3° DAUIN Lunch Seminar. Data quality: standards and applications
The recent emphasis on big-data, linked-data, and data analytics made the attention of software professionals shifted from purely software aspects to progressively include more and more data issues. The basic GIGO principle reported above explains the increasing importance of data and information quality.
The recently published standards on data quality (ISO/IEC 25012 and ISO/IEC 25024) within the SQuaRE project (Software product Quality Requirements and Evaluation) make data a first-class quality subject. Such a paradigm shift is relatively recent and is a topic seldom addressed in practice and research.
The importance of data quality lies in several aspects:
- the basic GIGO principle,
- the increasing amount and variety of data processed by software applications,
- the need for a sound basis to provide credentials and possibly certification for data used and produced by software systems.
The challenges for data quality assessment are the practical implementation of the standard measures, as well as the organization of the quality assessment process, the definition of quality frameworks to include unstructured data, such as semantic knowledge bases, and the automation of the measurement activities to make the assessment scale to large data sets.
The goal of this talk is to provide an introduction to data quality, present the relative ISO standard and report on the issues concerning the application of data quality to open-data (OD) and open-government-data (OGD).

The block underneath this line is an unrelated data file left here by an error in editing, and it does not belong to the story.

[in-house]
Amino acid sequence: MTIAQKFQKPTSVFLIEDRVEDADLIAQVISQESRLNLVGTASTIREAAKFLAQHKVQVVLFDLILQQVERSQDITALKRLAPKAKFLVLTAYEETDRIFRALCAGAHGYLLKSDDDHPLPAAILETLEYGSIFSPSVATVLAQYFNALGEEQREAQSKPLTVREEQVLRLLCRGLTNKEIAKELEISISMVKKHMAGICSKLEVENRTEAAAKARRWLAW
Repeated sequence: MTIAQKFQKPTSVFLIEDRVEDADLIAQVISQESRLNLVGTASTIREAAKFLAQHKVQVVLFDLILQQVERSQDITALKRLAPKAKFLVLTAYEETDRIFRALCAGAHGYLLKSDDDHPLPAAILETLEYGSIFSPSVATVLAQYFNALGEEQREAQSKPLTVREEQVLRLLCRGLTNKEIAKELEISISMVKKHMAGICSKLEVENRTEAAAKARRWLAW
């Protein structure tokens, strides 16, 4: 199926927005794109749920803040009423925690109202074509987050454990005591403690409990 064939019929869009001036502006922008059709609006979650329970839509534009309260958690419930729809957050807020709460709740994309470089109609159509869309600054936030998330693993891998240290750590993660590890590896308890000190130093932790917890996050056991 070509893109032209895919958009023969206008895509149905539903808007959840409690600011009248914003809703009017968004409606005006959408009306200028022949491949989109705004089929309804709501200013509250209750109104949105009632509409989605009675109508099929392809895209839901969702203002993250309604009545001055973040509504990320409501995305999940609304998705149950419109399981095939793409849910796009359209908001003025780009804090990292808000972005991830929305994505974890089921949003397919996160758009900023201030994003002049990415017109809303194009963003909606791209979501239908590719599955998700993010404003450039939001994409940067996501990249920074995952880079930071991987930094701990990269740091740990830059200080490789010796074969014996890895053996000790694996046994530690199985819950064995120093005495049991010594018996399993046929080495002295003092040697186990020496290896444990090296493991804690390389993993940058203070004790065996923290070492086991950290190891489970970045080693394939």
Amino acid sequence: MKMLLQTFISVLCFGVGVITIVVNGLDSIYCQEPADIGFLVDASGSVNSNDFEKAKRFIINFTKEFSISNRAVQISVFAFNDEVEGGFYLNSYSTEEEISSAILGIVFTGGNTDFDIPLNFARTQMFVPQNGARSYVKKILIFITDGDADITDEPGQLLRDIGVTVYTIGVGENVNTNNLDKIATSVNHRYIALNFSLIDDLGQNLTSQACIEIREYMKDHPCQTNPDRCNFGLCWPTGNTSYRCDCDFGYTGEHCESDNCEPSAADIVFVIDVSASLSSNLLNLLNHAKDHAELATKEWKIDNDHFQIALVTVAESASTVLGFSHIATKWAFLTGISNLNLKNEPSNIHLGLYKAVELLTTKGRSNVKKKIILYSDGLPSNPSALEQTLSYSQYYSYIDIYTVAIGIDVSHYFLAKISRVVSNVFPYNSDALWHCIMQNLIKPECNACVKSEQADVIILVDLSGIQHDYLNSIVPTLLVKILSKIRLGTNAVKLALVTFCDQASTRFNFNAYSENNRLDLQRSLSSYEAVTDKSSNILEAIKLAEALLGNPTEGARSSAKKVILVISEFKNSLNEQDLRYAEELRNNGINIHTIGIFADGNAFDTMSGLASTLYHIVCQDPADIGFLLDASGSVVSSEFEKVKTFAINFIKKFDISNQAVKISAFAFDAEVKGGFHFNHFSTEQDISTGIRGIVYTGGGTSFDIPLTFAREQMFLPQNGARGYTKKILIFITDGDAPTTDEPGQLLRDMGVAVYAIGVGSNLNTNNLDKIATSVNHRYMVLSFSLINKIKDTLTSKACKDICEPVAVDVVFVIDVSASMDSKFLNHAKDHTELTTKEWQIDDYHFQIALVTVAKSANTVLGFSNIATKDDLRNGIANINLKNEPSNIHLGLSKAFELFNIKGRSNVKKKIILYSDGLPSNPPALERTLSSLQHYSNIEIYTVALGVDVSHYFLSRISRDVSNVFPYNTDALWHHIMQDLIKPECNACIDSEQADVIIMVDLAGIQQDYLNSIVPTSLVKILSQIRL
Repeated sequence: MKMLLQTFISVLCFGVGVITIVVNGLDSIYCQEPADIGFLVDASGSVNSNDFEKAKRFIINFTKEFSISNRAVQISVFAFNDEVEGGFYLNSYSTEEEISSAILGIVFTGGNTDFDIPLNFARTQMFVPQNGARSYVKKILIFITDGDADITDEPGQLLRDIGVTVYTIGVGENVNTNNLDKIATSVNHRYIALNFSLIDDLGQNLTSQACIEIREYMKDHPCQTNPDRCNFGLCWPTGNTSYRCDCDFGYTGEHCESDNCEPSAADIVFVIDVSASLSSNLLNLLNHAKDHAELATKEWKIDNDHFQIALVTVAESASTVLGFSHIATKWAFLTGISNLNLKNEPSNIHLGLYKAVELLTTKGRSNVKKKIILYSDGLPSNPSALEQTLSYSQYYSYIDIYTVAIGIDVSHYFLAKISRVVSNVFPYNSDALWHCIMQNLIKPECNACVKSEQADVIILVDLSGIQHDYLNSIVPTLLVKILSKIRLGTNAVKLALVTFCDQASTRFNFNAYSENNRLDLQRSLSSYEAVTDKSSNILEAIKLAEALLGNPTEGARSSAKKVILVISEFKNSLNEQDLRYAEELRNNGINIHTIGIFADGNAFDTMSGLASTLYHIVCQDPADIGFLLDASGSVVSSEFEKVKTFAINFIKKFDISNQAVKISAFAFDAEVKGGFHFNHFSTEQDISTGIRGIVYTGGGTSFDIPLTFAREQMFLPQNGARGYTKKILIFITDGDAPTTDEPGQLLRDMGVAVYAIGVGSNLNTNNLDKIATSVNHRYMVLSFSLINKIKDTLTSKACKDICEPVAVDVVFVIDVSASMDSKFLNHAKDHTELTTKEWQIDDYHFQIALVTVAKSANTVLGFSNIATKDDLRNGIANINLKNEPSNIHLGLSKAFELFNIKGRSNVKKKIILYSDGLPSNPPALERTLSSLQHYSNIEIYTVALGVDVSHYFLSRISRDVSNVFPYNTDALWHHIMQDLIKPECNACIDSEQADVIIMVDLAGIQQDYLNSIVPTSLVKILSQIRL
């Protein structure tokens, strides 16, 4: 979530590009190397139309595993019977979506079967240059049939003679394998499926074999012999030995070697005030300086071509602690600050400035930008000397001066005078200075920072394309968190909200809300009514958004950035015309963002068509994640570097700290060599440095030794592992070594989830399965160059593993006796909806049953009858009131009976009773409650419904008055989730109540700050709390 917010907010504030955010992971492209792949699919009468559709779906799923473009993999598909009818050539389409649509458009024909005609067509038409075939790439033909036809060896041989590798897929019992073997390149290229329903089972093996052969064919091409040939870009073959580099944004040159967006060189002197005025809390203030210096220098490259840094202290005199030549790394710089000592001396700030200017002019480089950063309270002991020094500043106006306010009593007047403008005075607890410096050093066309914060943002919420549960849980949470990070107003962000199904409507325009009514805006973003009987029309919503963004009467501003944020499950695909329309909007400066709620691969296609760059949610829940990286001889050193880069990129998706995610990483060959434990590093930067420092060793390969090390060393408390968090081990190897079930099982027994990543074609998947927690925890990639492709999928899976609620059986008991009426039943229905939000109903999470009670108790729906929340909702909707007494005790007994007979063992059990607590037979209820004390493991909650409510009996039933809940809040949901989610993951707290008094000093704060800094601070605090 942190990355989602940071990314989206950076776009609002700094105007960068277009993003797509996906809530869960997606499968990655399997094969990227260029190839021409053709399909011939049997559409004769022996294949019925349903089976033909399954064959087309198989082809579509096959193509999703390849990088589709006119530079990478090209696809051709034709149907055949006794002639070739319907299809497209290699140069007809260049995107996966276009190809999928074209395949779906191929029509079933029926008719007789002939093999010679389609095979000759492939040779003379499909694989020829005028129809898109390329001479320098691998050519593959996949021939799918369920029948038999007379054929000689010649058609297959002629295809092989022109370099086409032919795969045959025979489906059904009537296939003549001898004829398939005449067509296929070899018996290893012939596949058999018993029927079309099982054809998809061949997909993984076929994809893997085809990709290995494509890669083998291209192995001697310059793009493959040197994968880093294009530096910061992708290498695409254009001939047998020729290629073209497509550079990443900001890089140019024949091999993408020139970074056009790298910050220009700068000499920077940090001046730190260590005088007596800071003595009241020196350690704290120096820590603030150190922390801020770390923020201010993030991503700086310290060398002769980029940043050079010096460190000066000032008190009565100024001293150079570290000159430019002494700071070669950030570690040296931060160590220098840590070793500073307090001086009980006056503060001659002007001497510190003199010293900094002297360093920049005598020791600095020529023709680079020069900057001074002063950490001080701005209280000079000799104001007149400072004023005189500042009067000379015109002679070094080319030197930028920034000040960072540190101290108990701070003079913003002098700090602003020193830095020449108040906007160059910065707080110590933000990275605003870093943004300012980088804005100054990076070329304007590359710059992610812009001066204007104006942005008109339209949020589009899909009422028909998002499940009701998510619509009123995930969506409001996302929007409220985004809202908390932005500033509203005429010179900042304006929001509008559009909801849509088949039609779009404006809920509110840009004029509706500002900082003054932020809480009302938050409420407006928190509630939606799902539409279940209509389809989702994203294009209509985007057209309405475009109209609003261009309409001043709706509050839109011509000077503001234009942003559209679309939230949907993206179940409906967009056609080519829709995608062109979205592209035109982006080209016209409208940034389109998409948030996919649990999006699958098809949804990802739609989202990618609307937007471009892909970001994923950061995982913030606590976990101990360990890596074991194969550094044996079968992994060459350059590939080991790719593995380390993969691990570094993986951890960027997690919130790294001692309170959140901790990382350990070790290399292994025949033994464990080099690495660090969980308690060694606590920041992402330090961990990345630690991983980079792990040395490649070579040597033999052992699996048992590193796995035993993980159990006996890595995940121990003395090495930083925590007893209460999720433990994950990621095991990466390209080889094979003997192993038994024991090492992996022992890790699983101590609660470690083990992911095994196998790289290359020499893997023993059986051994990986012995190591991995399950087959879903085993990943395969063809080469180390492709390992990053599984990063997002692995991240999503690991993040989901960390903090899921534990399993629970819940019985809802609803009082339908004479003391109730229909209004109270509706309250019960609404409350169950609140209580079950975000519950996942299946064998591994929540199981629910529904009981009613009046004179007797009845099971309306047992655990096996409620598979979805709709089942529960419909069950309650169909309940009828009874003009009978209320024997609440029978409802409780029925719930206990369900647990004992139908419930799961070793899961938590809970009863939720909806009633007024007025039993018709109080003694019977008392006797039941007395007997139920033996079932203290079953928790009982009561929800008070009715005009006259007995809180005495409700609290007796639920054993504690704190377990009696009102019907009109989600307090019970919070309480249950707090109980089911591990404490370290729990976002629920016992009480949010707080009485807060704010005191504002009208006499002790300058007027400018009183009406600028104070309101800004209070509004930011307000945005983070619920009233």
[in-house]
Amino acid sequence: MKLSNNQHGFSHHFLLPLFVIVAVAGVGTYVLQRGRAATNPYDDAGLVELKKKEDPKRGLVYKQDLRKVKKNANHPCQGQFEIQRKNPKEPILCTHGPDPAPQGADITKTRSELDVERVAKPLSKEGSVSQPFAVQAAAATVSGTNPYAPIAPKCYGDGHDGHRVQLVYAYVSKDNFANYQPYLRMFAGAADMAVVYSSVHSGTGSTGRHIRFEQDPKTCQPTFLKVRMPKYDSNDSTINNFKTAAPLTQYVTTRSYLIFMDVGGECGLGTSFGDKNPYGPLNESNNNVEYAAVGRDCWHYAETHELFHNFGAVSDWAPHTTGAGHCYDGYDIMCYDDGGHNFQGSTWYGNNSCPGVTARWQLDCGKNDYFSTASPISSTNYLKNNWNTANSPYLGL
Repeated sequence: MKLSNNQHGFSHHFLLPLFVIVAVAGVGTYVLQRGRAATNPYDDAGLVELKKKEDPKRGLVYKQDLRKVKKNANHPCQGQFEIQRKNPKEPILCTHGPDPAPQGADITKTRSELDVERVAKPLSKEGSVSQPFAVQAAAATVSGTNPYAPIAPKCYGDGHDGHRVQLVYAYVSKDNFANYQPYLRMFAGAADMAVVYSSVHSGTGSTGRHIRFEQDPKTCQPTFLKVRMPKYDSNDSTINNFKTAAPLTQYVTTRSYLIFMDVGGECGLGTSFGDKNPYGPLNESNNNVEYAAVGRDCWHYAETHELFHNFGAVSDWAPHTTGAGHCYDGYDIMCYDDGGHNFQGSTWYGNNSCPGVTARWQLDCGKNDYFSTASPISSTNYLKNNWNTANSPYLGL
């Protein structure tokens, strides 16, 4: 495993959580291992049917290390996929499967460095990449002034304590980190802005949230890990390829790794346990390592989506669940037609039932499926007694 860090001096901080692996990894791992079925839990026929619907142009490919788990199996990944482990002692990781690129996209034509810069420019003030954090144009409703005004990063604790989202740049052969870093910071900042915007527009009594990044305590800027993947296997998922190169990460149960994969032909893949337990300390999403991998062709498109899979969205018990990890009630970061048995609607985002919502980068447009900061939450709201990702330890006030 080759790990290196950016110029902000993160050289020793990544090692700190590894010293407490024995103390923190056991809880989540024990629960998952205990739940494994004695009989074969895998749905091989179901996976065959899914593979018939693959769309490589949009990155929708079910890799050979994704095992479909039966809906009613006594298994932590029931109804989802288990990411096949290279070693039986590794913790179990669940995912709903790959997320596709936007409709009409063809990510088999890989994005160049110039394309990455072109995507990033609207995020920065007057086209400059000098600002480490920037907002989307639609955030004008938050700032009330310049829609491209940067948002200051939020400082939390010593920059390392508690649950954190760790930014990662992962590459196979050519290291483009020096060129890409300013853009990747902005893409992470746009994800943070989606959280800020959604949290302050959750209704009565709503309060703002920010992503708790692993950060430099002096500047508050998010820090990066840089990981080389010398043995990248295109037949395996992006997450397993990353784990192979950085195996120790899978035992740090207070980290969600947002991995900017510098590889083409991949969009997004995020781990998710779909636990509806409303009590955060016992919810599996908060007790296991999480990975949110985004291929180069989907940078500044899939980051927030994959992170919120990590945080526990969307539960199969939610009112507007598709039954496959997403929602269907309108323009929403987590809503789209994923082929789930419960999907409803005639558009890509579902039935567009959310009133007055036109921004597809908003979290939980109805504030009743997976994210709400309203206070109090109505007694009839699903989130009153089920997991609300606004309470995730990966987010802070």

Marco Torchiano is an associate professor at the Control and Computer Engineering Dept. of Politecnico di Torino, Italy; he has been post-doctoral research fellow at Norwegian University of Science and Technology (NTNU), Norway. He received an MSc and a PhD in Computer Engineering from Politecnico di Torino. He is Senior Member of the IEEE and member of the software engineering committee of UNINFO (part of ISO/IEC JTC 1). He is author or co-author of over 130 research papers published in international journals and conferences, of the book ‘Software Development—Case studies in Java’ from Addison-Wesley, and co-editor of the book ‘Developing Services for the Wireless Internet’ from Springer. He recently was a visiting professor at Polytechnique Montréal on the software energy consumption topic. His current research interests are: green software, UI testing methodologies, open-data quality, and modeling notations. The methodological approach he adopts is that of empirical software engineering.